India and the USA have different histories, demographics and politics, so it would be inadvisable to draw too many comparisons between Modi’s Hindu nationalist regime and Trump’s yet-to-begin presidency. But inasmuch as they both draw from the same strain of fascist far-right politics, we can make a few educated guesses at what is to come.
The apocalypse that many liberal commentators have predicted – jackbooted thugs, midnight knocks on the door – will not come to pass, at least not immediately. This is a new, more insidious fascism, which has learned its lessons from the 20th century. Instead, expect the vile hate speech we have seen during this campaign to become normalised, to be a part of living room conversations, political debates and TV news programmes.
Indeed, the normalisation of Trump in the media has already begun, much like Modi’s alleged complicity in the 2002 Gujarat pogrom was forgotten immediately after he was elected. Expect a surge in hate crimes against Muslims, LGBTQ and other minorities. Expect the public discourse to veer dangerously towards the right, with even centrist critiques of the government being attacked as leftist/Communist/anti-national. Expect many of your “liberal” friends, family and co-workers to come out of the closet, now that it is acceptable to air their racist, sexist and Islamophobic views in public. Expect the most belligerent, hateful, majoritarian voices on the television to gain prominence as demagoguery replaces journalism. Expect terms “liberal”, “feminist” and “journalist” to become cuss words (the two movements already share a penchant for the disgraceful epithet “presstitutes”). Expect a resurgent “patriotism” that is nothing more than veiled bigotry and an excuse for violence against those who dissent – activists, journalists, public intellectuals.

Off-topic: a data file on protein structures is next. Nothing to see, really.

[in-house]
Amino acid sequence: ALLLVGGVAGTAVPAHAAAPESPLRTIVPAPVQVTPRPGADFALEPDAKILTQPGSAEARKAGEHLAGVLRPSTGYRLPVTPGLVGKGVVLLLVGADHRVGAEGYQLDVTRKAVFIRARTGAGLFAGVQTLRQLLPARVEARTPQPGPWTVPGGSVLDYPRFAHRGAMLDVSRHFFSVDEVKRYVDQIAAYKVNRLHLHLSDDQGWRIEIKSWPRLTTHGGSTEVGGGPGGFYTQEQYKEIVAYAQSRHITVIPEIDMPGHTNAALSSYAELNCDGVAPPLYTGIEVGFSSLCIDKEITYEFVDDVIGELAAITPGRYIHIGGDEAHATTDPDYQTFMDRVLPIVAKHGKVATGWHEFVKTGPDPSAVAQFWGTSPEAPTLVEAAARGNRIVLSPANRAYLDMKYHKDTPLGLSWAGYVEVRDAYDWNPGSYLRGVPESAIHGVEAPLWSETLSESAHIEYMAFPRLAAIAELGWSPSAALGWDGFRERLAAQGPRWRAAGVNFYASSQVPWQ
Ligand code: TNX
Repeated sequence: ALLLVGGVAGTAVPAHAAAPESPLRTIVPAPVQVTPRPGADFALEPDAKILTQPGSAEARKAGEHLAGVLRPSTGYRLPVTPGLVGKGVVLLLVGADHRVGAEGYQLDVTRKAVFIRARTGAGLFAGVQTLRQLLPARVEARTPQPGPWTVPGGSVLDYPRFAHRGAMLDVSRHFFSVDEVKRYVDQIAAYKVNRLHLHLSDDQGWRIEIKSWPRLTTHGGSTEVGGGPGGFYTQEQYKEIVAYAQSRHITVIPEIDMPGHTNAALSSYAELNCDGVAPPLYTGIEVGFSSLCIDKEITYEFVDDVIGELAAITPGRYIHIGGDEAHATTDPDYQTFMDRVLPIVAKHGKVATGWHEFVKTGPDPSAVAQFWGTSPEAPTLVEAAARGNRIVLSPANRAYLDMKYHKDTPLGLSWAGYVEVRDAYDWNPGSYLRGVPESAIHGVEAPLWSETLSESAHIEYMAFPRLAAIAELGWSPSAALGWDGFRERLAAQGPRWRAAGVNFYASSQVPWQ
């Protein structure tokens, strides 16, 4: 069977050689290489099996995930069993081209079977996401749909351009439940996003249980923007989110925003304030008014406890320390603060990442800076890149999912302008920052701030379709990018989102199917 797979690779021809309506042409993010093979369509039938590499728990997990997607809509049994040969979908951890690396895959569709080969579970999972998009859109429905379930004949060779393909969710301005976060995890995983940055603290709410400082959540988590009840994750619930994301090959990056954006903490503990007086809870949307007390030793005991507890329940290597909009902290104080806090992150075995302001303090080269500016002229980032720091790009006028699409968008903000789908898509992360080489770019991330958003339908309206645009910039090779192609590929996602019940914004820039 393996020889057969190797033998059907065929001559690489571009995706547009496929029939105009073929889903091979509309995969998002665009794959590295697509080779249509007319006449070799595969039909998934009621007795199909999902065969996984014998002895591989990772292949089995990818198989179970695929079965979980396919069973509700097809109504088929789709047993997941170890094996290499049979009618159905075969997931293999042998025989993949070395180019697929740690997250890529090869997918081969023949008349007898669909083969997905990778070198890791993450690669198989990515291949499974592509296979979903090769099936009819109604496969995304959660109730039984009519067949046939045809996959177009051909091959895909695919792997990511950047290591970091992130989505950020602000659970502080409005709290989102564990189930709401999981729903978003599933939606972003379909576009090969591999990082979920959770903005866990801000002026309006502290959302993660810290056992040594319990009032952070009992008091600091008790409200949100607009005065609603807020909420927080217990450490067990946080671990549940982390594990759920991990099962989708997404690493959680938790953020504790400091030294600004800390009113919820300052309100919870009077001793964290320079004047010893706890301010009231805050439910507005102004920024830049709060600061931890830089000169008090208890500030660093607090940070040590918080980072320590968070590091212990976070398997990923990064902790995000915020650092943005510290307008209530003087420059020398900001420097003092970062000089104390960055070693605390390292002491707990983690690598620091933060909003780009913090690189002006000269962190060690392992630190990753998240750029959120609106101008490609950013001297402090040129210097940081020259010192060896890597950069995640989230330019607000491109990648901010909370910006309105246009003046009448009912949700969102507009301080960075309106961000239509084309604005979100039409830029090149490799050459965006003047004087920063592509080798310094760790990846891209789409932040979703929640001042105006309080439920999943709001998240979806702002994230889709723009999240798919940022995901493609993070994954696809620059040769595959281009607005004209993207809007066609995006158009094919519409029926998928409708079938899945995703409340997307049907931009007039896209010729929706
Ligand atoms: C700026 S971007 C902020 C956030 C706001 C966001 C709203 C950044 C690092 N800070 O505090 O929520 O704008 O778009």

Expect attacks on your universities, so often derided as citadels of “cultural Marxism” and “political correctness”. Expect a few frivolous arrests in the name of national security and law and order, but not too many. He won’t want to spook his more middle-of-the-road supporters. Expect laxer environmental regulations, an upsurge in social conservatism, the slow whittling away of progressive gains made in social, political and legal arenas.
But most importantly, expect a long fight to protect the social contract that underpins our liberal democracies and the institutions that protect them. This is not a time to despair, as understandable as that feeling might be. It is a time to regroup, to organise, and to agitate. Hashtags and online activism will not be enough. You’ll have to hit the streets, hit the courts, stand up to the daily bigotry all around you. It will not be easy. You will lose more often than you win. You will be exhausted. But as many of Modi’s more extreme Hindu nationalist followers have realised, our countries are democracies with strong, albeit flawed, checks and balances against fascism. And while the far-right may have won this first battle, the war for your rights, your principles and your country is just beginning.
Bhanuj Kappal is a freelance journalist based in Mumbai.